Fit to a tea
The Garden Club hosted its annual May tea on Thursday at Hughes Hall on the campus of Arrowmont.
The club was founded in 1937 on the campus of the Pi Beta Phi Settlement School, and its mission is two-fold: to beautify the homes and highways of Gatlinburg and to preserve the areas wildlife and forests.
Member Bea Terry said the club’s origins can be traced back to the influence of the Pi Beta Phi weavers and the settlement school, so this year’s location had historical significance as well.
“It’s nice to come back here for the tea,” said President Marty Fairbanks.
Jane Dean, one of the club’s long-time members, said she became involved at the invitation of her neighbors. “I’m a people person, so I really enjoy being active in the organization,” she said.
Terry, however, was drawn to the club due to her interest in the restoration of the historic Lucinda Ogle log cabin, which is just one of a myriad of projects the club is currently sponsoring. Ogle was a founding member of the club, and is heralded as the “First Wildflower Pilgrim,” for her role in creating the annual Wildflower Pilgrimage held in the spring.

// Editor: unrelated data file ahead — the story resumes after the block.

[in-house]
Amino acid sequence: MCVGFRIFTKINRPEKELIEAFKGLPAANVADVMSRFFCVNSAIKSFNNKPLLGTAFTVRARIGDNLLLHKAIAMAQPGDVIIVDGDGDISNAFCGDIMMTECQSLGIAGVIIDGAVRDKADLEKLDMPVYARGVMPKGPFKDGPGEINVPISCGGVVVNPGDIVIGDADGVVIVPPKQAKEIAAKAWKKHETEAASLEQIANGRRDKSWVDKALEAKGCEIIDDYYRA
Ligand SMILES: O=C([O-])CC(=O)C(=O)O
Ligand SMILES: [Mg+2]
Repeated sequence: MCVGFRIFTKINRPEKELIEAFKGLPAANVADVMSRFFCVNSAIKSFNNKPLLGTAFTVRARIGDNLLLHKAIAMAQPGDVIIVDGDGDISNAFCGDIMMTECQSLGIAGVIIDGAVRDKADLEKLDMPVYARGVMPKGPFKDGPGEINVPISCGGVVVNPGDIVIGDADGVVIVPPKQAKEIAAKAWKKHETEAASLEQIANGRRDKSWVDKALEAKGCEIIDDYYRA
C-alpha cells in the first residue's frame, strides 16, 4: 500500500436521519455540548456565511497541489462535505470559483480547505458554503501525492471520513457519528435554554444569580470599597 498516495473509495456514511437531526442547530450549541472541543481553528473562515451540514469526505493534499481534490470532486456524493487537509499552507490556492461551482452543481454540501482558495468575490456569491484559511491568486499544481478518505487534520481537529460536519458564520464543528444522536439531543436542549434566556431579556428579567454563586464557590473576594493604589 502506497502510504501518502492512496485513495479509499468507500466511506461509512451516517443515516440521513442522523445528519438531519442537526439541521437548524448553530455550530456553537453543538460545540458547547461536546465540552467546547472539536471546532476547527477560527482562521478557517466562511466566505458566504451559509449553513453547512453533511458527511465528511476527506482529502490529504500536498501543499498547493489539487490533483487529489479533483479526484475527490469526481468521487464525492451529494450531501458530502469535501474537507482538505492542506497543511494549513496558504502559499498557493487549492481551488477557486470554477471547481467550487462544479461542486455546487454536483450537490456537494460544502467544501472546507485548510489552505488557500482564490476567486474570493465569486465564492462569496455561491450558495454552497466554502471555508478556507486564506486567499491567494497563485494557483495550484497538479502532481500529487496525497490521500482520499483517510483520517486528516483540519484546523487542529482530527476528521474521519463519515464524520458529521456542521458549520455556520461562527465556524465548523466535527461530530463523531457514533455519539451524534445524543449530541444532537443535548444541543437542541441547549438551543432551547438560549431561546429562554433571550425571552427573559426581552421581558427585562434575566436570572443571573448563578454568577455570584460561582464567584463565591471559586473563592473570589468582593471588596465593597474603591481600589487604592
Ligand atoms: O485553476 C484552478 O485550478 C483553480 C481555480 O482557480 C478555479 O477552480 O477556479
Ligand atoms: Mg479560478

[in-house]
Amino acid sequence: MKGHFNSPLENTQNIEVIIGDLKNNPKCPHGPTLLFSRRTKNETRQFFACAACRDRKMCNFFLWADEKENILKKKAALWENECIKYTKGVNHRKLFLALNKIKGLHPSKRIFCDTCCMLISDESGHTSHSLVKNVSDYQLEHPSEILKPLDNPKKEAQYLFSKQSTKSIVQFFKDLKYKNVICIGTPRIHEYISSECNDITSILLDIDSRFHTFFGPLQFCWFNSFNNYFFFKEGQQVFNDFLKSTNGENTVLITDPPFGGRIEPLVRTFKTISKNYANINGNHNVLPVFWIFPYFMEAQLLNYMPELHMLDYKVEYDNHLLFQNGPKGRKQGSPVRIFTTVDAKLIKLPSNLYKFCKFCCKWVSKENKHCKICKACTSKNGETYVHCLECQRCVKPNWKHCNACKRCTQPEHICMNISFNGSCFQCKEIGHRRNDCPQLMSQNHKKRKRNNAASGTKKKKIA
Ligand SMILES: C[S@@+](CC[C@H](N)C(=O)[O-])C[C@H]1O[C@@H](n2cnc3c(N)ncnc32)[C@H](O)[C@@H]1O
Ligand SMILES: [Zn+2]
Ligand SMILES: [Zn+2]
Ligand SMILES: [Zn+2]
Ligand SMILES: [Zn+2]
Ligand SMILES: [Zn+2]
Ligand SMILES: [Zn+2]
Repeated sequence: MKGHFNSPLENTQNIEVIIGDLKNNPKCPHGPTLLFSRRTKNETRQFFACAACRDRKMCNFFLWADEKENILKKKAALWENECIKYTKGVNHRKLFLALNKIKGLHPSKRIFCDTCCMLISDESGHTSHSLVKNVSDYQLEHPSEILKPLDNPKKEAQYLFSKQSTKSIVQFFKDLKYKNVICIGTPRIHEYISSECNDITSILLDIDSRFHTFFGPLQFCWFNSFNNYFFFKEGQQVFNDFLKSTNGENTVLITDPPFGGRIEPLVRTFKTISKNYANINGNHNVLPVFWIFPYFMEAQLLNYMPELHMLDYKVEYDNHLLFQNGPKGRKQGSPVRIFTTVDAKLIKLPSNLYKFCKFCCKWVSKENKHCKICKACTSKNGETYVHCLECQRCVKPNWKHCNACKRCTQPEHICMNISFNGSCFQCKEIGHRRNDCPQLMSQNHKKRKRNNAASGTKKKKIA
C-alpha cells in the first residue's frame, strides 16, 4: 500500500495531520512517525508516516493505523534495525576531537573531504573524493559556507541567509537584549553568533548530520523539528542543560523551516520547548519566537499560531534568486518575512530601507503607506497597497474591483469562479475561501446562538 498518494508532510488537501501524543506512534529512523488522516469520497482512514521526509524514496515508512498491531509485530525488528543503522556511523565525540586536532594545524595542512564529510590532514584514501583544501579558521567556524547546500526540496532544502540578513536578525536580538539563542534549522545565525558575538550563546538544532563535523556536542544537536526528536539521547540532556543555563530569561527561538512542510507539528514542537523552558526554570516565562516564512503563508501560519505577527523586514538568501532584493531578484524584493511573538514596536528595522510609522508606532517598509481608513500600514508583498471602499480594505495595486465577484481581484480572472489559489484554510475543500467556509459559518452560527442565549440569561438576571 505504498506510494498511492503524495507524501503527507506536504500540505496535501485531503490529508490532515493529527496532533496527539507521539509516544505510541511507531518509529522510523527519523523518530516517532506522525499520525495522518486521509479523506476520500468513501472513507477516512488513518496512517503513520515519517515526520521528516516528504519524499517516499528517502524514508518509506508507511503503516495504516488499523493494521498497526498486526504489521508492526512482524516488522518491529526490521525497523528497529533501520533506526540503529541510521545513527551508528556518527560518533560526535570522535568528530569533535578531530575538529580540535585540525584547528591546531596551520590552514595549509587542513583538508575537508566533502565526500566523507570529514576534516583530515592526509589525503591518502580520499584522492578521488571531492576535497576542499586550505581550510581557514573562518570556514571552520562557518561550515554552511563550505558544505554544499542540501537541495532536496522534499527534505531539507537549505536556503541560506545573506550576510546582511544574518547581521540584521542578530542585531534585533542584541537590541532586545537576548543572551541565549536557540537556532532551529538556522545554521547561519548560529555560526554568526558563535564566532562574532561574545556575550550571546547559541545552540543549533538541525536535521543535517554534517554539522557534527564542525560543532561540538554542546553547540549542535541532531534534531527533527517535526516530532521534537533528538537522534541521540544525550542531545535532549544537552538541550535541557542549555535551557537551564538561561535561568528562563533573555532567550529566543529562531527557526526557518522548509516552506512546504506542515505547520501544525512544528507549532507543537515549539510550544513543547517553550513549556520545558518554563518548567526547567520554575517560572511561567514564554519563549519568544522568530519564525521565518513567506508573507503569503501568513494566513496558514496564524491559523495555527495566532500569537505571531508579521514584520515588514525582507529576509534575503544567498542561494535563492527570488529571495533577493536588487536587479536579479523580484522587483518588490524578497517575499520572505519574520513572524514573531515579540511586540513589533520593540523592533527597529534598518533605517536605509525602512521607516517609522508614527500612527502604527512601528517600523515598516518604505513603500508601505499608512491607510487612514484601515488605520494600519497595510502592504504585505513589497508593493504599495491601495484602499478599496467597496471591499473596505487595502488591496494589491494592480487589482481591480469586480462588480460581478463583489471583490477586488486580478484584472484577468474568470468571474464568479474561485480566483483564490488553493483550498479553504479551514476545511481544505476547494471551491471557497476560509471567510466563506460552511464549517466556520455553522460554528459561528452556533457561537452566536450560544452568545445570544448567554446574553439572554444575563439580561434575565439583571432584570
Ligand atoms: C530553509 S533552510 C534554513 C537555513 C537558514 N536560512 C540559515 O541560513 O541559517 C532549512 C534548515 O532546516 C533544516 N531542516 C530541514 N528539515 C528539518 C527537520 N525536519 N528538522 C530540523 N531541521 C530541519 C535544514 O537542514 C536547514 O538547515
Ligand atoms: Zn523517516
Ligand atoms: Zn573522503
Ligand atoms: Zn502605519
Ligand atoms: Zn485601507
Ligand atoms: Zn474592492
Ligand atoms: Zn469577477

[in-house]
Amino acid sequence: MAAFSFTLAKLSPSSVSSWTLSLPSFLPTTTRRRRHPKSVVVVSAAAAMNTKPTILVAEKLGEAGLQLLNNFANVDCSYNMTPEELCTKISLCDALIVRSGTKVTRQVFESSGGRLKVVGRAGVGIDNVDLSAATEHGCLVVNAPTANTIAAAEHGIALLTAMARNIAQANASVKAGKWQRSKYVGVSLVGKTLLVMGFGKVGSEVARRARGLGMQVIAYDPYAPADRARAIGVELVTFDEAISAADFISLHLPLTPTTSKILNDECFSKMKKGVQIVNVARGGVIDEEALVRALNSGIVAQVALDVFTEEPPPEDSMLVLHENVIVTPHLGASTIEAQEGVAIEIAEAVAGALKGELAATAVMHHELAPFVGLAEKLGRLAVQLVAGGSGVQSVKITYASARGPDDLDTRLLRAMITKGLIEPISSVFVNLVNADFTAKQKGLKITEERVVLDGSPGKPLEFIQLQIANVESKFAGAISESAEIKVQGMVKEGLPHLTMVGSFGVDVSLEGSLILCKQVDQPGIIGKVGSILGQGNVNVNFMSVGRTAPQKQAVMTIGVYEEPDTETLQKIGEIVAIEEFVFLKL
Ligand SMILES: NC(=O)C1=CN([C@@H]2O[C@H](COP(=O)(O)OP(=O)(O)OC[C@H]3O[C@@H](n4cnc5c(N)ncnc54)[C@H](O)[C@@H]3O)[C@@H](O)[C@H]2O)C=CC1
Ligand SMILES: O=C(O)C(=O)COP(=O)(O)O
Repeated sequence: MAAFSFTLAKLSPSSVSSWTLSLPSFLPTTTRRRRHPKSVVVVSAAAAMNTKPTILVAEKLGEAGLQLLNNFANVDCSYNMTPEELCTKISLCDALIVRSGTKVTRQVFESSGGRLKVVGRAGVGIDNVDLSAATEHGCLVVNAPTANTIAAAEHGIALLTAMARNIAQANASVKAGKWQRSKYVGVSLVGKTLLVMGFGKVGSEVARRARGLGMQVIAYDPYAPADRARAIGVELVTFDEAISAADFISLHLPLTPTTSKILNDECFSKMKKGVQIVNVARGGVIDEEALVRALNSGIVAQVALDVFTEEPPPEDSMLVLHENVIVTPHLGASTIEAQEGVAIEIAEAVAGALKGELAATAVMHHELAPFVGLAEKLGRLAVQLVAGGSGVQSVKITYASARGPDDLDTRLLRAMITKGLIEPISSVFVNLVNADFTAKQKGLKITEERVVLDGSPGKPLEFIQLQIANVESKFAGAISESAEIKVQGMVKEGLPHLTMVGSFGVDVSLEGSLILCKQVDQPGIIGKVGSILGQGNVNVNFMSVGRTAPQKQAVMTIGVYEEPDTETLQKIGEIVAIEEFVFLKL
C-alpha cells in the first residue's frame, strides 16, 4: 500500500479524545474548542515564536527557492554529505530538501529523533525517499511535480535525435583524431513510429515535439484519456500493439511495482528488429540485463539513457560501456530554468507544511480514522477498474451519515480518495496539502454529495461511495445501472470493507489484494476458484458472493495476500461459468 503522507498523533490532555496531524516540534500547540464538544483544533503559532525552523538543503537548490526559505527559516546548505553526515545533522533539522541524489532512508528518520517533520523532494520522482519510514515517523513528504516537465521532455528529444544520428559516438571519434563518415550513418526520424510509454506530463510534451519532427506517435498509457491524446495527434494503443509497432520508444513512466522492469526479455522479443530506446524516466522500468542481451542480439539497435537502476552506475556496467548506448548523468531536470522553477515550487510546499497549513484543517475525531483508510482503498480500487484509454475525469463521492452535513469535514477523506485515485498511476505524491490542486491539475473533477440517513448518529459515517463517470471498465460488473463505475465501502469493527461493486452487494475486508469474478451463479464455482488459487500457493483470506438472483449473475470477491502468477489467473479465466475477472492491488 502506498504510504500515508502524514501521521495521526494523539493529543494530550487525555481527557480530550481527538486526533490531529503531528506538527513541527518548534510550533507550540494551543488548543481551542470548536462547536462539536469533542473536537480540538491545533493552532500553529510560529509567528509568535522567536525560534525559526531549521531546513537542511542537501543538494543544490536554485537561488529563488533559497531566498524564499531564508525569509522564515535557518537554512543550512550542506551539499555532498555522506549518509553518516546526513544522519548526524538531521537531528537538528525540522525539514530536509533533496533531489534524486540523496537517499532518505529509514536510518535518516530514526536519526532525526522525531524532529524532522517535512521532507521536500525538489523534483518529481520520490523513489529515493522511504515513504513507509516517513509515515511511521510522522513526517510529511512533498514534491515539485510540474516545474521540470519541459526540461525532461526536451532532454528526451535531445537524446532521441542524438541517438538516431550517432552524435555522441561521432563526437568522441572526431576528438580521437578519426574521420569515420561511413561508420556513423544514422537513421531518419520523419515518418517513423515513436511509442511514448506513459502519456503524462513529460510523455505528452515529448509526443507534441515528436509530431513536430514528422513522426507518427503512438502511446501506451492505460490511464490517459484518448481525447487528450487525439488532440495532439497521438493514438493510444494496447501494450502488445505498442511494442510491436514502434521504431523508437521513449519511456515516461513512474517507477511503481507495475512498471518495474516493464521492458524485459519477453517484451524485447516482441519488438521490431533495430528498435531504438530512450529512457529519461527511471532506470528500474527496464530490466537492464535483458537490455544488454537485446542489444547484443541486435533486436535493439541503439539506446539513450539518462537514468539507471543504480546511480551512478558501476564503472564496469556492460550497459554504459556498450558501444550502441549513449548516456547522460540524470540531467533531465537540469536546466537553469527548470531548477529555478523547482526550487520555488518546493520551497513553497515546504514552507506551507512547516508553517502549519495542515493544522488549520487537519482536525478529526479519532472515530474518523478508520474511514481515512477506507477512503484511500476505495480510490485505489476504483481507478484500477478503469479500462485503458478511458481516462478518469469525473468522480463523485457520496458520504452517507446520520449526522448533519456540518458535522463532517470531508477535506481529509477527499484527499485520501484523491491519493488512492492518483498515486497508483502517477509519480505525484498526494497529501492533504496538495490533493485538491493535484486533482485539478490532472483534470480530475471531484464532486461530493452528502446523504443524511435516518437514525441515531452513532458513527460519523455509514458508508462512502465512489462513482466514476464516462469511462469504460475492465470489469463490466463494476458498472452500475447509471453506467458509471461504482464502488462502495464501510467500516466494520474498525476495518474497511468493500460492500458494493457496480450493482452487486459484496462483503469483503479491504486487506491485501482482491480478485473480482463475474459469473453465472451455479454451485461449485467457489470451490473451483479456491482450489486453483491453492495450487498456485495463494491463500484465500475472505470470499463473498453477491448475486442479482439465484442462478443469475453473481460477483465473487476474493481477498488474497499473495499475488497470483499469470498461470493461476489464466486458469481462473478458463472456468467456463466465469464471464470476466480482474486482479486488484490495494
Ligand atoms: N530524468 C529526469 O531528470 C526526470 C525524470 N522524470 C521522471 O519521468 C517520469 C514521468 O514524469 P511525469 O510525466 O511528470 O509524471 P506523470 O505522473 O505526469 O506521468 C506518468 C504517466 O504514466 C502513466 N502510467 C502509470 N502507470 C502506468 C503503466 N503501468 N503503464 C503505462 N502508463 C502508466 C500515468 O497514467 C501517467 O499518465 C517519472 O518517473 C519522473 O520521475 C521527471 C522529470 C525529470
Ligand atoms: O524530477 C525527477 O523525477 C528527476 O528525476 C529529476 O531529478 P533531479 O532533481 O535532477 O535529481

The goal of the Ogle cabin restoration project is to rebuild the cabin adjacent to the Gatlinburg Welcome Center, where it will function as a museum of mountain folklore.
“We have quite a few artifacts from the cabin and plants from Lucinda’s garden,” Terry said. “The plants are being cared for by garden members until they can be replanted at the cabin.”
“When we moved here six years ago, the cabin was standing at the bottom of Ski Mountain Road, and my husband and I just fell in love with it. I learned soon thereafter that it was being sold, and that the garden club was taking over the renovation,” she said. “I think it’s a worthy project, and I feel very passionate about it.”
The tea is held each year as a social event and to encourage local residents to learn about the club and its projects.